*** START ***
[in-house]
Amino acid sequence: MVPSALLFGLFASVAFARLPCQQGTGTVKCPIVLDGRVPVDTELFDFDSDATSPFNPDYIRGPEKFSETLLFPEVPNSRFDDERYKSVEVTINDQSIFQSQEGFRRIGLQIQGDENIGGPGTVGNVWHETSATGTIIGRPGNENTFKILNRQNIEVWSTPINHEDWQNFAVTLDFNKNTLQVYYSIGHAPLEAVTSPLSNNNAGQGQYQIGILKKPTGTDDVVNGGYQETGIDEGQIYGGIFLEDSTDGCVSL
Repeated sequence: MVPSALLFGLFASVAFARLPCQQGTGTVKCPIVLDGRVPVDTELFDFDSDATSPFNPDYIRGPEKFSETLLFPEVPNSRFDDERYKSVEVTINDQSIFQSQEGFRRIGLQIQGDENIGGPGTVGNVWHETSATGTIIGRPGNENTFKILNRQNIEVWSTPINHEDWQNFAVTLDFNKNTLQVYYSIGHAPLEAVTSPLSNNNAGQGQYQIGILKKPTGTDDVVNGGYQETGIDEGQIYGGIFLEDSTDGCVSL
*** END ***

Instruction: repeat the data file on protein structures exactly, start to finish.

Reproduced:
[in-house]
Amino acid sequence: MVPSALLFGLFASVAFARLPCQQGTGTVKCPIVLDGRVPVDTELFDFDSDATSPFNPDYIRGPEKFSETLLFPEVPNSRFDDERYKSVEVTINDQSIFQSQEGFRRIGLQIQGDENIGGPGTVGNVWHETSATGTIIGRPGNENTFKILNRQNIEVWSTPINHEDWQNFAVTLDFNKNTLQVYYSIGHAPLEAVTSPLSNNNAGQGQYQIGILKKPTGTDDVVNGGYQETGIDEGQIYGGIFLEDSTDGCVSL
Repeated sequence: MVPSALLFGLFASVAFARLPCQQGTGTVKCPIVLDGRVPVDTELFDFDSDATSPFNPDYIRGPEKFSETLLFPEVPNSRFDDERYKSVEVTINDQSIFQSQEGFRRIGLQIQGDENIGGPGTVGNVWHETSATGTIIGRPGNENTFKILNRQNIEVWSTPINHEDWQNFAVTLDFNKNTLQVYYSIGHAPLEAVTSPLSNNNAGQGQYQIGILKKPTGTDDVVNGGYQETGIDEGQIYGGIFLEDSTDGCVSL